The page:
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Cyclamate — toxicity, side effects, diseases and environmental impacts

Saturday, December 02, 2017 by

Cyclamate, discovered by accident in 1937, is an artificial chemical sweetener that is still used today. It is used like most zero-calorie sweeteners, is heat stable, and has a long shelf life. Food factories sometimes use this as a masking agent and sweetener enhancer. Cyclamate has zero glycemic index and zero calories, and is one of the cheapest artificial sweeteners in the world. In the 1960s, studies showed that cyclamate caused development of tumors in the bladders of rodents when fed large quantities. The U.S. banned cyclamate in 1969 due to the results of the study, however, the toxic ingredient is used in many other countries up until now. A common brand name of cyclamate is Sucaryl, manufactured by Merisant, and is sold in more than 90 countries worldwide.

Other names and synonyms of cyclamate include cyclohexylsulfamic acid; cyclamic acid; cyclohexylsulfamic acid; cyclohexanesulfamic acid; N-Cyclohexylsulfamic acid; and CAS-00-88-9.

This artificial sweetener is 30 times sweeter than its equal weight of sugar. It has been studied and approved of in more than 55 countries under the brand names Assugrin, Sweet’N Low and Sugar Twin. Cyclamate, however, is still restricted in some countries despite proof of its safety. The acceptable intake of cyclamate is 11 milligrams per kilogram of body weight.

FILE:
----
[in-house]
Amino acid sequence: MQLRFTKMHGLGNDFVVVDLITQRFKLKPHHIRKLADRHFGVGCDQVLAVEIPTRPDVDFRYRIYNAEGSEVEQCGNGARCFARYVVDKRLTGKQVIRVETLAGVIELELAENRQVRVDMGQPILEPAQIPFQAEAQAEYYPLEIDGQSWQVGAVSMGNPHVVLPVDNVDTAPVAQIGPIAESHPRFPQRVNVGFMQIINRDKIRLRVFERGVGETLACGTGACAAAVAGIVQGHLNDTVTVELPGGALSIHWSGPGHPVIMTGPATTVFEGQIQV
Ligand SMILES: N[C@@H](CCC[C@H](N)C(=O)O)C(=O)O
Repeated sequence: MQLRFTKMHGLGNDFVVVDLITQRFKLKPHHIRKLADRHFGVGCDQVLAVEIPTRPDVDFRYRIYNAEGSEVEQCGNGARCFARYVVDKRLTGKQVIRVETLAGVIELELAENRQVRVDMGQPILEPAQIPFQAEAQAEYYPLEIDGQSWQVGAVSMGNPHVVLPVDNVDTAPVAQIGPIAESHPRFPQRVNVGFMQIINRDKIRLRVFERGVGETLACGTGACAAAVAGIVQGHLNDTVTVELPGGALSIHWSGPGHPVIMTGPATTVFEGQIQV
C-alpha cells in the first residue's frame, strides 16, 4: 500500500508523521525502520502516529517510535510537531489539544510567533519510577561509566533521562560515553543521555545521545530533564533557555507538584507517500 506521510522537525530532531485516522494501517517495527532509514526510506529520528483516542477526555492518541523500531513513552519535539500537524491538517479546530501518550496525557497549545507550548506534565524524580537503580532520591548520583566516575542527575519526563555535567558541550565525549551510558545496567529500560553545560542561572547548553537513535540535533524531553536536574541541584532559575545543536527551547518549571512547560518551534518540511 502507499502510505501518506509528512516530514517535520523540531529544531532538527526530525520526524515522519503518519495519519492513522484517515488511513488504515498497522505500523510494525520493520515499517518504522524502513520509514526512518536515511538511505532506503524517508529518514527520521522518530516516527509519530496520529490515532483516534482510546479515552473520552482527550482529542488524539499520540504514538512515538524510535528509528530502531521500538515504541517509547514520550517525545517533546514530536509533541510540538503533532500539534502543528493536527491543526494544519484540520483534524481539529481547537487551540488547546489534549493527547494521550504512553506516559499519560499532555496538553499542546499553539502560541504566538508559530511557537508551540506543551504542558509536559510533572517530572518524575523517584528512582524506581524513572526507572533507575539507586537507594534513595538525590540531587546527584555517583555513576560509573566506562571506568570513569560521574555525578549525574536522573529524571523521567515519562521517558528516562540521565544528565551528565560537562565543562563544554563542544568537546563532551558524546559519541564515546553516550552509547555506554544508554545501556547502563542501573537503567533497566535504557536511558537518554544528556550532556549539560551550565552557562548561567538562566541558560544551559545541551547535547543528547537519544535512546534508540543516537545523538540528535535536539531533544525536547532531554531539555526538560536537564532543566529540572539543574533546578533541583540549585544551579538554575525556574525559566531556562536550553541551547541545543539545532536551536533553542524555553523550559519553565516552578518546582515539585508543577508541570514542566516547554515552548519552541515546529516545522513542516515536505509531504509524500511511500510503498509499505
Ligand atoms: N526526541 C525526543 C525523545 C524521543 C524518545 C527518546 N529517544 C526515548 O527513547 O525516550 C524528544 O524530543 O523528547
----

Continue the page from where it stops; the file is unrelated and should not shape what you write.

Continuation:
List of known side effects

Side effects, as listed, are from health-related controversies. A 1966 study claimed that cyclamate is able to produce clyclohexylamine by intestinal bacteria, and may have toxic effects in animals and testicular atrophy in mice. Another study, this time in 1969, claimed that cyclamate may increase the incidence of bladder cancer in rats. However, current evidence indicates that cyclamate is not carcinogenic.

Breakdown of cyclamate which results in cyclohexylamine (CHA) can cause high blood pressure and atrophy of the testicles in rats. Some studies show that it may also be toxic to embryos.

There are no cyclamate-specific side effects as of today. Generalizing artificial sweeteners, these synthetic laboratory creations may cause migraines, changes in vision, nausea and vomiting, insomnia, abdominal and joint pains, heart rate fluctuations, depression, memory loss, seizures and brain cancer.

Body systems affected by cyclamate

Artificial sweeteners and probably cyclamate may cause problems with the cardiovascular system, decrease in mental health and gastrointestinal disorders or adverse reactions.

Items that may contain cyclamate

Cyclamate is sold in many countries under the brand names Assugrin, Sweet’N Low, Sugar Twin, Sucaryl, and many more. It may be found in sodas, fruit juices, diabetic foods, desserts and chewing gum. It may also be found in table-top sweeteners, instant beverages, shakes, sports drinks, breakfast cereals, dairy products, biscuits, chocolate, dressings, cakes and baked goods, fruit preservatives, jams, marmalades, puddings, flans, jellies, and some pharmaceutical products.

How to avoid cyclamate

Prior to buying or using artificial sweeteners and products mentioned above, always check the label for cyclamate or any of its synonyms. When in foreign countries that allow this chemical, always ask for the ingredients used in sweet foods.

Where to learn more


Cyclamate is an artificial sweetener which may be harmful to human health.

Cyclamate may have carcinogenic tendencies.

Cyclamate is chemically produced, and its components may cause some side effects.

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